The End Zone Seat: NTL Plan Raises Questions
“Go west, young man.”
I’m not sure that Horace Greeley would heartily approve of the recent decision by the Northern Tier League to merge the remainder of its sports, effectively ending the East-West system most fans have known for years.
But I do know I’m going to take a very skeptical wait-and-see attitude to the change.
Beginning this fall, boys’ soccer, girls’ volleyball, boys’ and girls’ basketball, baseball and softball will compete for one league championship.
The only remaining semblance of the East and West divisions will be used for scheduling purposes.
League schedules in those sports will include home-and-away games with teams in their respective divisions and one crossover game with each of the teams in the other division.
Rumors of major changes were flying this spring with all kinds of scenarios being thrown out as school districts tried to come to grips with budget shortfalls courtesy of Gov. Tom Corbett.
Cuts had to be made and it is understandable that high school sports would have to accept its share of the pain.
Northern Tioga shut down Elkland High School. Several other districts cut entire programs and slashed athletic budgets.
Wyalusing saw its athletic budget cut $30,000 and will be operating on a bare-bones basis next year.
As I understand it, originally, much of the talk within the league was how to contain costs, especially travel expenses in an age of $3-plus gasoline, at the junior high or junior varsity levels. And they did make adjustments that should result in some savings.
Certainly that was something that needed to be looked at. It’s easy to just go along and do something the same way year after year because its always been done that way even when it simply doesn’t make much sense.
Somewhere along the line, varsity schedules came into play, and here’s where it gets a little fuzzy for me.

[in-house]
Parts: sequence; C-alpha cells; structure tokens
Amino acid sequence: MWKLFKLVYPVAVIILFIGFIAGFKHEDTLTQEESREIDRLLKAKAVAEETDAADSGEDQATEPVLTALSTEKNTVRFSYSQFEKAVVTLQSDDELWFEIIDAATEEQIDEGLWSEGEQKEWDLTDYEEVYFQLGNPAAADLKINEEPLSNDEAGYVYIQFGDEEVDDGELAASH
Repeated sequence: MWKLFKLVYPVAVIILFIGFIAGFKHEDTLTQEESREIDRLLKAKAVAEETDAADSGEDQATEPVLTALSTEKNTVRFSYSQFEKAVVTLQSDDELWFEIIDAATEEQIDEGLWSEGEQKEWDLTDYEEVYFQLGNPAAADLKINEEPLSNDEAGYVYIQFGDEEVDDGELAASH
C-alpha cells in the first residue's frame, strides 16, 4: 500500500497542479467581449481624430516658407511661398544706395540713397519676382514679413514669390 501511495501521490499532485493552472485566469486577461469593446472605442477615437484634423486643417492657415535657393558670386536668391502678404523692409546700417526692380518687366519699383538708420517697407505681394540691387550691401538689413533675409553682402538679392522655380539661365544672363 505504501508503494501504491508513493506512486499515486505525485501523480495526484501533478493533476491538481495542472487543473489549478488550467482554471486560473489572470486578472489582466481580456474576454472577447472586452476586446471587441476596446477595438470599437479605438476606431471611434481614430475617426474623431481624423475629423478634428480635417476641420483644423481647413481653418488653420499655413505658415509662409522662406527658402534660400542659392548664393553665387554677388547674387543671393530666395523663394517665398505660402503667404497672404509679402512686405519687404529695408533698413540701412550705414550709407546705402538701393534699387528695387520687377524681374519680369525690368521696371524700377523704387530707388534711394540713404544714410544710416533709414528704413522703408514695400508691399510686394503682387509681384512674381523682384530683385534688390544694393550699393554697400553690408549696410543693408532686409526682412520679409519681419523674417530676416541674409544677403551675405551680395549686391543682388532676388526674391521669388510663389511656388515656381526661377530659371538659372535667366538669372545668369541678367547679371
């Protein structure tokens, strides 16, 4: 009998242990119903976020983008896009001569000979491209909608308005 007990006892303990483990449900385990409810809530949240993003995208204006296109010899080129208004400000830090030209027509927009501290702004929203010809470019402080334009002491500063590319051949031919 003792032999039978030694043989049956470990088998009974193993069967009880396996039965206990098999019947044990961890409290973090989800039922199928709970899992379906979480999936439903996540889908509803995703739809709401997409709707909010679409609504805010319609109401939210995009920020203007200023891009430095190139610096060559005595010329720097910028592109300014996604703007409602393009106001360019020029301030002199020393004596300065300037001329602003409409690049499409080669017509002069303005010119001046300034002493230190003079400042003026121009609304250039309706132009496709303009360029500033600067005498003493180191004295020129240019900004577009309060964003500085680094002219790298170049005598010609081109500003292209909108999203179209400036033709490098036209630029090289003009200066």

Because, to me, it looks less like a cost-cutting measure and more like an easy way for the West schools to fill out their schedules, which suddenly developed some gaping holes with the budget cuts, especially the decision to close Elkland.
If cutting transportation costs were one of the goals, someone needs to explain to me how making Galeton travel to Northeast Bradford or Wyalusing to Cowanesque Valley is saving anyone any money.
Because the NTL schedules will now practically fill up the entire regular-season allotment set by the PIAA, schools, especially on the fringes, will need to cut long-time relationships with schools much closer to them.
With only four non-league games left to fill in basketball, including two tournament games, who gets booted off Wyalusing’s schedule—Elk Lake, Sullivan County or Montrose? All of those schools are considerably closer and would draw more fans than trips to any of the West schools.
It also raises another issue.
I’ve always felt to be the best you have to play the best.
By limiting almost an entire schedule to the NTL, individual schools are no longer free to seek out games against tough outside competition that will either make them better or give them a benchmark to work toward improvement.
I believe that is what has held up the competitive level of the girls’ soccer league, which has been merged for a number of years. Because they have not faced teams from other conferences, the NTL teams have a hard time adjusting to Heartland Conference opponents when they get to District Four play.
Whether this decision was meant to be or not, it made it clear that the real power in the NTL is not in the more populous East but in the West.
The reason is quite simple.
When the league votes, each high school, not each school district, gets one vote. This means that two school districts—Northern Tioga, with Williamson and Cowanesque Valley, and Southern Tioga, with Mansfield, Liberty and North Penn—get five votes out of the 14 in the league.
To get what they want, all they need to do is convince three other schools to get a majority.
Wellsboro and Galeton, although I’m sure even they are wondering why they got stuck with trips to Wyalusing and the LeRaysville suburbs, will almost certainly side with them every time.
Canton and Troy, although they play in the East, actually are closer to many of the West schools geographically. Indeed, both schools tended to fill their non-league schedules in most sports with the NTL West. In fact, to balance the baseball and softball schedules they will alternate years in the West.
The five remaining schools—Wyalusing, Northeast Bradford, Towanda, Athens and Sayre—are fairly powerless to affect much change against the West’s power bloc.
It may well be that these changes are the only way to save the NTL.
Is the NTL even worth saving?
Only time will tell if this new system will work and actually add up to meaningful savings for Wyalusing or become a financial burden.